The hard drive market has been considerably hampered since the floods in Thailand last fall, and now it is looking those problems could be catching up to Seagate.
The storage solutions provider reported a net income of $1.0 billion, or $2.37 a share (statement). Non-GAAP earnings were $2.41 a share on a revenue of $4.5 billion.
Wall Street was expecting Seagate to report fourth quarter earnings of $2.51 per share on revenue of $4.56 billion.
CEO and chairman Steve Luczo commented in prepared remarks:
As we announced previously, we were disappointed not to meet our revenue and margin plan for the fourth quarter as a result of the industry’s faster recovery from the supply chain disruption and an isolated supplier issue that we experienced. Nevertheless, we are pleased to have achieved record revenue and unit shipments for the June quarter, which enabled Seagate to continue to return significant value to shareholders through dividends and share repurchases.
The Q4 report is quite a contrast to the third quarter earnings statement in April when Seagate hit the revenue target on the mark but soared a bit higher when it came to earnings per share.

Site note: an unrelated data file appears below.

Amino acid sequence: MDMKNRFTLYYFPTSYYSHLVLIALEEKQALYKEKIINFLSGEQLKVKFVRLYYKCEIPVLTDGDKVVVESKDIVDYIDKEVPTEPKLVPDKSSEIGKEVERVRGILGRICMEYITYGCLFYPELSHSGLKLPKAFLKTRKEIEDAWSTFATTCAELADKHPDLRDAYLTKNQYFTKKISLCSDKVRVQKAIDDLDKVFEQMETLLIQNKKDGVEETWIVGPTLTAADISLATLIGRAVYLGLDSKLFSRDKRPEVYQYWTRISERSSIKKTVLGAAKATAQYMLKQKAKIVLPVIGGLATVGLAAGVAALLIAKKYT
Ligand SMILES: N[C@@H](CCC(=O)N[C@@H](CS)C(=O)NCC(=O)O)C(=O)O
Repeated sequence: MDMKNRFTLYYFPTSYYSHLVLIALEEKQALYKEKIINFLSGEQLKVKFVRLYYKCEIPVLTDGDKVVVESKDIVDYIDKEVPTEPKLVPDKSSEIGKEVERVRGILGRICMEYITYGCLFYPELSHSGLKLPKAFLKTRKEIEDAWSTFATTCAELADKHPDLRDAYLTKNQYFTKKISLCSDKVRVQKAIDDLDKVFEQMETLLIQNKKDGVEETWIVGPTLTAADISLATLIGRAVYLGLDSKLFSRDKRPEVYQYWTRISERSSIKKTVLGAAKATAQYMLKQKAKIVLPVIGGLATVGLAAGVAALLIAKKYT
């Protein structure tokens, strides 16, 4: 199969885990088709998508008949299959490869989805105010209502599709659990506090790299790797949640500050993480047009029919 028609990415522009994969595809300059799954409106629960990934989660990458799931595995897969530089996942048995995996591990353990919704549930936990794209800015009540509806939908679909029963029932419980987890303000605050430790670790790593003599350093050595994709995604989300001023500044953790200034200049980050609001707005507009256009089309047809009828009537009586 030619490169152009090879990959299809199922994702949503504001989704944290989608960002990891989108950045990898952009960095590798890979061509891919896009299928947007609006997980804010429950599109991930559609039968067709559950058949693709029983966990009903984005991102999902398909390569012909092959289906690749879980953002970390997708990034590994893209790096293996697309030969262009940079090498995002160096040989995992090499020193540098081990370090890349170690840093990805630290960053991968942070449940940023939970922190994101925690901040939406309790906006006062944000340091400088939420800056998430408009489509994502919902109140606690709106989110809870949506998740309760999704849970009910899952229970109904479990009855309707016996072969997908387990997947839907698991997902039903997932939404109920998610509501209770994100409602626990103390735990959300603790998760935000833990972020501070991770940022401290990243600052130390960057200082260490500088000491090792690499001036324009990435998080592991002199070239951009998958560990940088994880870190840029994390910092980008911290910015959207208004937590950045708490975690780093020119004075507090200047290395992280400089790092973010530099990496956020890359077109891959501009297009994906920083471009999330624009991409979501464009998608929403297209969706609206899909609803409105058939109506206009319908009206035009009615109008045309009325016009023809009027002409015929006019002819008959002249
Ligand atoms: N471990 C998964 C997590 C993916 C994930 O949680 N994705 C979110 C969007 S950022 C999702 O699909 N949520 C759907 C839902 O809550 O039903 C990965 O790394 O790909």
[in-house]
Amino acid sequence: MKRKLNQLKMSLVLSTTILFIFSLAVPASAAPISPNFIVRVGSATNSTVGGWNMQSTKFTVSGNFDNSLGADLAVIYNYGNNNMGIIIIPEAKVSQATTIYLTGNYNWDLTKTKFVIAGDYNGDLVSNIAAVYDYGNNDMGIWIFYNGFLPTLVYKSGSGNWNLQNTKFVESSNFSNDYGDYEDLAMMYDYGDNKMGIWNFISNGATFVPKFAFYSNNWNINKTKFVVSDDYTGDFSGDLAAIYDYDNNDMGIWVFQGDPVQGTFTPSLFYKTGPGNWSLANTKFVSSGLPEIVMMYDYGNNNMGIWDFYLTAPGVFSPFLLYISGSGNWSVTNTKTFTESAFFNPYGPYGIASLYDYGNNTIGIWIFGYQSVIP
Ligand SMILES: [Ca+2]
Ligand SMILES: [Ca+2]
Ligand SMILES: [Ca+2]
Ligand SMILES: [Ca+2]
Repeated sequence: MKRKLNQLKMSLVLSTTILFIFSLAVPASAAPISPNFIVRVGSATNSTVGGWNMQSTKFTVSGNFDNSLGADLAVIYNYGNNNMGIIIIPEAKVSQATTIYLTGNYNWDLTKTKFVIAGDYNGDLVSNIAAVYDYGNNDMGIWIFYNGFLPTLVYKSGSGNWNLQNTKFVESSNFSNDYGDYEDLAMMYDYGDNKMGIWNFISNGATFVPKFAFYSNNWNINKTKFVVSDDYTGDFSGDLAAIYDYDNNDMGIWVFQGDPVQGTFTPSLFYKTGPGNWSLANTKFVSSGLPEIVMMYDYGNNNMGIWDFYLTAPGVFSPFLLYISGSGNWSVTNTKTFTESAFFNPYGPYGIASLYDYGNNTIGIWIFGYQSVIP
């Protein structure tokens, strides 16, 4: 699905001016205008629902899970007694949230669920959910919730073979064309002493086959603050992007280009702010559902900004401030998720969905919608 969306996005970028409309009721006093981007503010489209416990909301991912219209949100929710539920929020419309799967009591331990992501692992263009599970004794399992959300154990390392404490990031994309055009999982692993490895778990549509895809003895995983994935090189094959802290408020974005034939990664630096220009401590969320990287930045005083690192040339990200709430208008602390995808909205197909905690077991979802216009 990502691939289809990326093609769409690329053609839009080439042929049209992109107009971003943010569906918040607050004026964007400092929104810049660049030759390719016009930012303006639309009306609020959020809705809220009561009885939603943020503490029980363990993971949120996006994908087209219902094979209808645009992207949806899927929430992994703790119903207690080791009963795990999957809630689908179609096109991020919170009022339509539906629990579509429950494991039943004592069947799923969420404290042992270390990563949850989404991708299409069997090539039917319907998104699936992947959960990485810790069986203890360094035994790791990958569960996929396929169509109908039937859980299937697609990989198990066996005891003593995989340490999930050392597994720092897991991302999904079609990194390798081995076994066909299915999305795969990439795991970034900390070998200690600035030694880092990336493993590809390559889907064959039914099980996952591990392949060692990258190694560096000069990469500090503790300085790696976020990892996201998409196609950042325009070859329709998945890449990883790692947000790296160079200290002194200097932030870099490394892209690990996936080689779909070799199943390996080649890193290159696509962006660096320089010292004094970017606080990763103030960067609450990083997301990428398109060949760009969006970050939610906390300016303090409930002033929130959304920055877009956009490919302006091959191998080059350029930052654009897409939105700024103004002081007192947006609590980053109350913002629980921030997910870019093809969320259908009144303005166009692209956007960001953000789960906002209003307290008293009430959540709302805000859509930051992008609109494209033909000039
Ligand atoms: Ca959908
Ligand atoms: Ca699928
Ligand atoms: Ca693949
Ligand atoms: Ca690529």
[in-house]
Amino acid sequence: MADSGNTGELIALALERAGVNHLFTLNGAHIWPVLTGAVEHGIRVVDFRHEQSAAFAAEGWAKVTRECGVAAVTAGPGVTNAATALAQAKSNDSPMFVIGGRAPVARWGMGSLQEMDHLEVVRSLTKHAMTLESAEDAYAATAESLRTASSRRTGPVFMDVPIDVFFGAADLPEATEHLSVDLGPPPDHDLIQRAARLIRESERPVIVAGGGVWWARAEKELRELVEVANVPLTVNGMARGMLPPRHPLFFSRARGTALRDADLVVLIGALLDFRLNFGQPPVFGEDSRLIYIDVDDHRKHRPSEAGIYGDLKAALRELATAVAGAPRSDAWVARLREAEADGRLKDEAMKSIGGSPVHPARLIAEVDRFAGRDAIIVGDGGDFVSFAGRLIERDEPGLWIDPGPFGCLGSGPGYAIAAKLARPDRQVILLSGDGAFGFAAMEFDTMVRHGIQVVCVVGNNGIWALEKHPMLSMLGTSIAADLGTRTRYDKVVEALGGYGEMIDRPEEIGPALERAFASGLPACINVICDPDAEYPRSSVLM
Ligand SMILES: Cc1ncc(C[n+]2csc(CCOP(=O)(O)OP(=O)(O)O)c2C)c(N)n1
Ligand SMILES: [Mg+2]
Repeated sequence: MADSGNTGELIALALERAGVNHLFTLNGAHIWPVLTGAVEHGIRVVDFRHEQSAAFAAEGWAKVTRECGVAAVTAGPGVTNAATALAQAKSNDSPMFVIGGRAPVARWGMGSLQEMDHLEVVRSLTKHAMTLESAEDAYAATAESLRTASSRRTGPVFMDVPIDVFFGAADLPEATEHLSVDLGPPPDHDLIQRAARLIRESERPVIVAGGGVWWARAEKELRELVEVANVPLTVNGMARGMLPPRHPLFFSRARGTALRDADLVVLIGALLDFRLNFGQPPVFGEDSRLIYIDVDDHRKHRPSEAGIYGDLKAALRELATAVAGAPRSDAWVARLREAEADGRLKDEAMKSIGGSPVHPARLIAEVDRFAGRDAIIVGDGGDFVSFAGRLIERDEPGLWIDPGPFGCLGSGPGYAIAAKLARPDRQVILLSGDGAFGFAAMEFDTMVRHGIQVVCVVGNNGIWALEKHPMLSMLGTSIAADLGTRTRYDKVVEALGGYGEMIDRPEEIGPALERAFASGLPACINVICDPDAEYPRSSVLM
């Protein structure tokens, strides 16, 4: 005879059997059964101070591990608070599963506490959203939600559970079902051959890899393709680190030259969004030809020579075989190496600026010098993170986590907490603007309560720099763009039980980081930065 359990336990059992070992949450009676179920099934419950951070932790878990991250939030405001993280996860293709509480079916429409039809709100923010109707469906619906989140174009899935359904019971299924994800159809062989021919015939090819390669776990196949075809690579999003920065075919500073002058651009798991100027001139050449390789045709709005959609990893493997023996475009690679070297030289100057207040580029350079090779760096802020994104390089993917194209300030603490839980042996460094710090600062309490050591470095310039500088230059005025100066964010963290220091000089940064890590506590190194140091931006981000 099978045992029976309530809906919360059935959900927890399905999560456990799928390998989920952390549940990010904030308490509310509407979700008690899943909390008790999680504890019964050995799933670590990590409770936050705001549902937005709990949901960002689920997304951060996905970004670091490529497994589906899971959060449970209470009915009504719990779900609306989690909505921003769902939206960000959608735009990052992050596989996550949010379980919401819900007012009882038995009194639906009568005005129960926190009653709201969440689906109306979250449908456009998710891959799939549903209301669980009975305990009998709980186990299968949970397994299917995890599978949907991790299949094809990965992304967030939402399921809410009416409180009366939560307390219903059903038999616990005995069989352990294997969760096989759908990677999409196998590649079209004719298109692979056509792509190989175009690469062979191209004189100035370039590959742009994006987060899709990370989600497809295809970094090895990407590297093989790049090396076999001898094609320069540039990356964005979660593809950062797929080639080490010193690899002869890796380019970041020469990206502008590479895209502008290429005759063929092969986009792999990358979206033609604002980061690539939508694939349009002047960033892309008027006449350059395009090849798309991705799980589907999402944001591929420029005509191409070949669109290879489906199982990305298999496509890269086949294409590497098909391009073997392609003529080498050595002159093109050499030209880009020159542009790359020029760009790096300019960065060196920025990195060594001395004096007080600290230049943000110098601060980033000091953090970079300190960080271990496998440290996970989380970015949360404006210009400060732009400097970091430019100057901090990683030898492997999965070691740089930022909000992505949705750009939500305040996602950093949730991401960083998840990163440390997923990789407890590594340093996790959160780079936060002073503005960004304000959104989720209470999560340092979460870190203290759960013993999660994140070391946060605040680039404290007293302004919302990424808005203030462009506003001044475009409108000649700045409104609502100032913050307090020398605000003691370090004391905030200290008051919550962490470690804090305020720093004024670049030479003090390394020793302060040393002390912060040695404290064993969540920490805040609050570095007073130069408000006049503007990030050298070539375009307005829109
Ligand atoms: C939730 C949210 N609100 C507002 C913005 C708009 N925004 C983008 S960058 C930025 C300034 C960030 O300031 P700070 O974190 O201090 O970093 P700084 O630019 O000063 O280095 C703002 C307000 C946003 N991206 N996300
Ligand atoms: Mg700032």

Before that in February, it was reported that Seagate led the hard disk drive market through the end of 2011 with 46.9 million HDD units shipped worldwide in Q4 2011, followed by Western Digital.
However, it looks like the two hard drive market leaders are starting to switch places. Western Digital $2.47 a share on revenue of $4.25 billion.with non-GAAP earnings of $3.35 per share on a revenue of $4.8 billion -- compared to Wall Street's projection of just
Nevertheless, there are other things to take into account for Seagate. In May, the Cupertino, Calif.-based company bought out a controlling interest in French competitor LaCie, giving Seagate a better foothold in international markets, especially Europe and Japan.
Seagate did not provide guidance for the first fiscal quarter of 2013 in its fiscal Q4 earnings statement that was published after the bell on Monday afternoon.